For most of the world’s large economies, the sharp decline in oil and energy prices is great news.
Cheaper energy will help boost economic growth and is especially welcome for lower- and middle-income consumers who tend to spend a larger share on basic needs like energy. But there’s also a dark side to cheap energy – especially as countries try to move beyond conventional fossil fuels to cleaner alternatives.
Cheaper energy makes it harder to get consumers to invest in energy efficiency. It also undermines efforts to push fossil fuel rivals, such as biofuels, into widespread use.
Luckily, the dark side of cheap energy offers a huge political opportunity. My recent research has focused extensively on how policymakers can break the gridlock on the debate over global warming and start working toward solutions.
While energy costs tumble, governments should compensate with new taxes that are designed to advance green agendas. The political opposition to that move will be weaker because the impact of these moves will be less apparent.
The case for carbon taxes
Exactly that logic was outlined by former US Treasury Secretary Larry Summers in an oped in the Financial Times on January 4. Summers is right – as are most economists who have long been arguing that carbon taxes are a smart and essential part of a wise strategy for slowing global warming. In the last few years, we have even seen a small chorus of business leaders pushing for new carbon taxes as well.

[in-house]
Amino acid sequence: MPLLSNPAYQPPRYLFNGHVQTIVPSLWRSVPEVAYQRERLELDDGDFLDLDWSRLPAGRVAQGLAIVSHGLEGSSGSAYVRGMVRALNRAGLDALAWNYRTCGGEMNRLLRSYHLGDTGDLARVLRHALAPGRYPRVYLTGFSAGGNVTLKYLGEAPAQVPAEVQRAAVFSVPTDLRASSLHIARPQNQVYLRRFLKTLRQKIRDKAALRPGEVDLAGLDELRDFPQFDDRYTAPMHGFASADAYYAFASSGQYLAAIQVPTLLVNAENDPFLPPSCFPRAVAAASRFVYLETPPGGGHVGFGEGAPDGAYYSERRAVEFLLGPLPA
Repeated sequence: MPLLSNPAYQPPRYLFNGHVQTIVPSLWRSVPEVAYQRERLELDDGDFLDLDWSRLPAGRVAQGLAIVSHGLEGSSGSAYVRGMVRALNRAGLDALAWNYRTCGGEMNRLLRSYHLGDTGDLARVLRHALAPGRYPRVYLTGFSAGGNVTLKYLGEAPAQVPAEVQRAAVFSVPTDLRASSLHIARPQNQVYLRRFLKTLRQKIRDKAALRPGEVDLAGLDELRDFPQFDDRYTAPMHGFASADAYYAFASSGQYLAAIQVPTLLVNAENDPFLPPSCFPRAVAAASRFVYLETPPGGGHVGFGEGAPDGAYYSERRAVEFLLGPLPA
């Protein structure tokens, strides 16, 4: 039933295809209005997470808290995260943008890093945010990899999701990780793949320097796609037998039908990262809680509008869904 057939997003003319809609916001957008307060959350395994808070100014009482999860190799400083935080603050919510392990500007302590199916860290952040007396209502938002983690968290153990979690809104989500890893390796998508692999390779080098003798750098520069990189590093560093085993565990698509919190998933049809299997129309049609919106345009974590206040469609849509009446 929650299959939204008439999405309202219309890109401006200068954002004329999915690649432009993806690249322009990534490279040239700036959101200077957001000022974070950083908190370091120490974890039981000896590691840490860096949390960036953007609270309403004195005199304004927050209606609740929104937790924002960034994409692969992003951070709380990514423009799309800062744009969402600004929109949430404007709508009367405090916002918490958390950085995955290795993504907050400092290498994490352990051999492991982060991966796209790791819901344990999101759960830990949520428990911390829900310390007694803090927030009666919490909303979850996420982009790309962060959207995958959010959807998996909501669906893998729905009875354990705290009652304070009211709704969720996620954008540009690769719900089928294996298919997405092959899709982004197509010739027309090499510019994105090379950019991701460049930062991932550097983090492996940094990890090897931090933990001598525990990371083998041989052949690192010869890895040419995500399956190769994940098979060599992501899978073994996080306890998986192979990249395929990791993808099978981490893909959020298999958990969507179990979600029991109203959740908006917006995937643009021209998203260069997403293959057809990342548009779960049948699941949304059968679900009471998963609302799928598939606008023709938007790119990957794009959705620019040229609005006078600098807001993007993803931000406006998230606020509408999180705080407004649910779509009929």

The case for carbon taxes is impeccable. A market-based strategy for slowing global warming – one that makes carbon emissions expensive but leaves the market to sort out which technologies and changes in behavior are best – will be a lot cheaper than strategies that impose inflexible new regulations.
And of the market-based strategies, a carbon tax is probably smarter than a cap and trade system. That’s because nobody really knows the right level for capping emissions, and there are risks that if caps are set incorrectly that emission prices will gyrate. Indeed, exactly that problem has appeared with Europe’s Emission Trading Scheme, which has proven ineffective because it gave away too many tradeable permits at the outset. A simple carbon tax would have sent a more stable and reliable signal to firms.
While carbon taxes would make a big contribution in the effort to slow global warming, it is important that policy makers deal with three political realities.
First, political systems move slowly. There is an opportunity with today’s declining energy prices to adopt new policies – an opportunity that will be harder to seize when prices rise again, as is likely in the next few years. But no large political system that is dealing with complex interest groups – some in favor of carbon policies and others opposed – can move so deftly.
Here in California, on January 1 of this year, we took advantage of lower prices to expand the state’s cap and trade program to include transportation fuels, a smart political move because consumers didn’t notice any change in prices because the overall cost at the pump fell.
But California is a special case, where greenery commands widespread support. And even here, the expansion of the state’s pricing scheme was a move that had been long planned and luckily happened as fuel prices were already on the way down. At the federal level it will take years to write, pass and implement legislation to impose carbon taxes. A better move might be to write legislation that automatically implements itself next time prices go down.